Mark Billingham's new novel "Bloodline" is the latest in the DI Tom Thorne series. Thorne, a Detective Inspector, has already worked on - 15 years in the past - worked on the capture of a serial killer who killed seven women. The murderer, Raymond Garvey, died in prison a few years later of a brain tumor.
But the brutal killings didn't stop. A few years after Garvey's death, new bodies are being found in various parts of London, men this time as well as women victims, each clutching a piece of an X-ray. When police work turns up a definite link between the victims, Thorne is brought into the investigation; a hunt for a murderer undertaken while Thorne works on some sticky personal issues with his partner, Louise.
Billingham does an excellent job telling of the non-CSI aspects of police work. Tracking down a killer is sort of like trying to do a jigsaw puzzle without having a picture of puzzle to work with. Leads come after much searching and a bad call can cause an investigation to veer off into a dead-end. Personality conflicts are ever present and can occur easily between cops, victims, and killers.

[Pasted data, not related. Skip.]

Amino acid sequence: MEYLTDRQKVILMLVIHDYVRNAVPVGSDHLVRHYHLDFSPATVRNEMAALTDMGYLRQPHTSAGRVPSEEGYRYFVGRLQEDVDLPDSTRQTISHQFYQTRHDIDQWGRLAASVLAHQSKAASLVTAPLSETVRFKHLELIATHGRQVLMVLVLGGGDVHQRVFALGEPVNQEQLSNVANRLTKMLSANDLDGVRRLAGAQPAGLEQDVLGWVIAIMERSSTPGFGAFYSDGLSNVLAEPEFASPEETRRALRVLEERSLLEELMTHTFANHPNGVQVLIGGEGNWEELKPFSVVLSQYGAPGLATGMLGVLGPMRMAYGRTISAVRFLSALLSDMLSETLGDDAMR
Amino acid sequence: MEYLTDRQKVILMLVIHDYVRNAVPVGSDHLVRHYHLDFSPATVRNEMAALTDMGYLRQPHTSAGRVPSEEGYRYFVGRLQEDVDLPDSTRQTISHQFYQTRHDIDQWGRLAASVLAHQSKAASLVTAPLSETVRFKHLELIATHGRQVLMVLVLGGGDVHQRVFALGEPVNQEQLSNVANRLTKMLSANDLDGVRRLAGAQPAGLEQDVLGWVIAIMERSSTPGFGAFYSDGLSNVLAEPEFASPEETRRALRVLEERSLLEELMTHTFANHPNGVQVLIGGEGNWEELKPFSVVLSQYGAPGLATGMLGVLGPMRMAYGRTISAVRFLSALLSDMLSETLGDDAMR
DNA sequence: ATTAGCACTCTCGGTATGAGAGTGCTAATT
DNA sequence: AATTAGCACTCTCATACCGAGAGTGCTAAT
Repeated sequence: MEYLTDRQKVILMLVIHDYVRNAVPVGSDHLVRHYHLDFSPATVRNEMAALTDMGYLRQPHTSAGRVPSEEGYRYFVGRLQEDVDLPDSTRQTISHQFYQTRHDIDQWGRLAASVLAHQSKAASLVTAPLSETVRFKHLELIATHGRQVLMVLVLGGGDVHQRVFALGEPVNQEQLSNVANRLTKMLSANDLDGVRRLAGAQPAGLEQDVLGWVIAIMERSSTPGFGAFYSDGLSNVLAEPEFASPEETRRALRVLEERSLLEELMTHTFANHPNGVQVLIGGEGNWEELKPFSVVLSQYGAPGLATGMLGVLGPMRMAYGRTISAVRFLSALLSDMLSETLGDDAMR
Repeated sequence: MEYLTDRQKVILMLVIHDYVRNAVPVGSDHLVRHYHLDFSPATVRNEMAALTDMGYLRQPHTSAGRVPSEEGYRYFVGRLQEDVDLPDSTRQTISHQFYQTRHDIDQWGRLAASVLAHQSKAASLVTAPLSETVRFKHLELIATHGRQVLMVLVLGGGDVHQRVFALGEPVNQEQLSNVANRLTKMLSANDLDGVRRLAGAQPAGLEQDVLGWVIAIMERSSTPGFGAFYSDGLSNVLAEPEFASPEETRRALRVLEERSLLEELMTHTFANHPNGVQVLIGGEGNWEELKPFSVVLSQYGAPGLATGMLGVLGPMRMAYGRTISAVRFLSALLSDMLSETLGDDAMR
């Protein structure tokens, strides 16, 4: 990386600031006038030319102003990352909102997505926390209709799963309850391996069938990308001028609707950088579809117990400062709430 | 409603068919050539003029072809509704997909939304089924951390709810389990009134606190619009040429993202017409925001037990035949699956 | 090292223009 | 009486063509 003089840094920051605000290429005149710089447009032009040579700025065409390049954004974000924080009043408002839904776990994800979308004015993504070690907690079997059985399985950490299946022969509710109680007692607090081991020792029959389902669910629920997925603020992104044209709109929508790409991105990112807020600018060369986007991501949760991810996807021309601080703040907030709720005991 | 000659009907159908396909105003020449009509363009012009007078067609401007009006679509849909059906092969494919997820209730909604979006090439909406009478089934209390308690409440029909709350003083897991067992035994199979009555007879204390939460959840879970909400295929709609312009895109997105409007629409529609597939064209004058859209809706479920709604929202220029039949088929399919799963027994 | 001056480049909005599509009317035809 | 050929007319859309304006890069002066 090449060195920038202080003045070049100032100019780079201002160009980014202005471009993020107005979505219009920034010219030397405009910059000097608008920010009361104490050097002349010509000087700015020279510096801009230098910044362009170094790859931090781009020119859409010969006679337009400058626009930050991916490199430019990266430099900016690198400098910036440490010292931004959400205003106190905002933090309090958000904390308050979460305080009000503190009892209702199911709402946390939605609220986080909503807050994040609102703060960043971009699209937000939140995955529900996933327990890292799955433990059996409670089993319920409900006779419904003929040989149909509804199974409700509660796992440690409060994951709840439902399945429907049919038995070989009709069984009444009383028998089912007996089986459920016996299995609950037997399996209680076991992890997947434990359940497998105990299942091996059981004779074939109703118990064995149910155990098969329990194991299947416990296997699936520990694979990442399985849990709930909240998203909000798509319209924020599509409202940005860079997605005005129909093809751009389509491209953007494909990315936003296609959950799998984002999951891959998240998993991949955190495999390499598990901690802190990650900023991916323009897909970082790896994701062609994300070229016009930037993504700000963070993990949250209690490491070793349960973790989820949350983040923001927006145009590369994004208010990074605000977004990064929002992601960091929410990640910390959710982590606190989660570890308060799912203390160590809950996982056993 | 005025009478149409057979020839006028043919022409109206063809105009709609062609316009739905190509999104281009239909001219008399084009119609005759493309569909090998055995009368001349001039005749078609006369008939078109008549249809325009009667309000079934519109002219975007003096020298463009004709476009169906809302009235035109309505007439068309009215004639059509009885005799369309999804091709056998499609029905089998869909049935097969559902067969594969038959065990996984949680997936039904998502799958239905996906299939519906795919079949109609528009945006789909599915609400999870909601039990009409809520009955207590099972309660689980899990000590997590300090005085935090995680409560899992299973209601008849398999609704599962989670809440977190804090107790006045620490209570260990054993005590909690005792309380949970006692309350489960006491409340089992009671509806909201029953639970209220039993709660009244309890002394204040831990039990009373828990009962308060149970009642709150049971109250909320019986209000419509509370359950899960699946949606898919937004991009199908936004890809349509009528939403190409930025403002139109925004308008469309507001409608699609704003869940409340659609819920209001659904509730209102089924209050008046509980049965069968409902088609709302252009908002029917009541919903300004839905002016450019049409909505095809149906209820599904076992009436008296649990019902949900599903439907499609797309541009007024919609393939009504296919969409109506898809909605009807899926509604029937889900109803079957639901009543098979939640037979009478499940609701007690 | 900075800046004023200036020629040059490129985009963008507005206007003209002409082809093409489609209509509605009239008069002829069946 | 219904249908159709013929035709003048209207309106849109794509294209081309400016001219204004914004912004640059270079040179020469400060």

Mark Billingham has written several novels previous to "Bloodline". To those readers like me who have never read Billingham's work, reading this latest was sort of like walking into a movie in the middle and knowing the plot and the character. This is a hazard for an author-with-a-series; how to bring new readers up-to-speed about the main and secondary characters while keeping the book from being boring to those continuing readers. Billingham does a pretty good job at this, though I think I'd advise a novice-Billingham reader to start with the first book in his Thorne series. Though I found this book very good.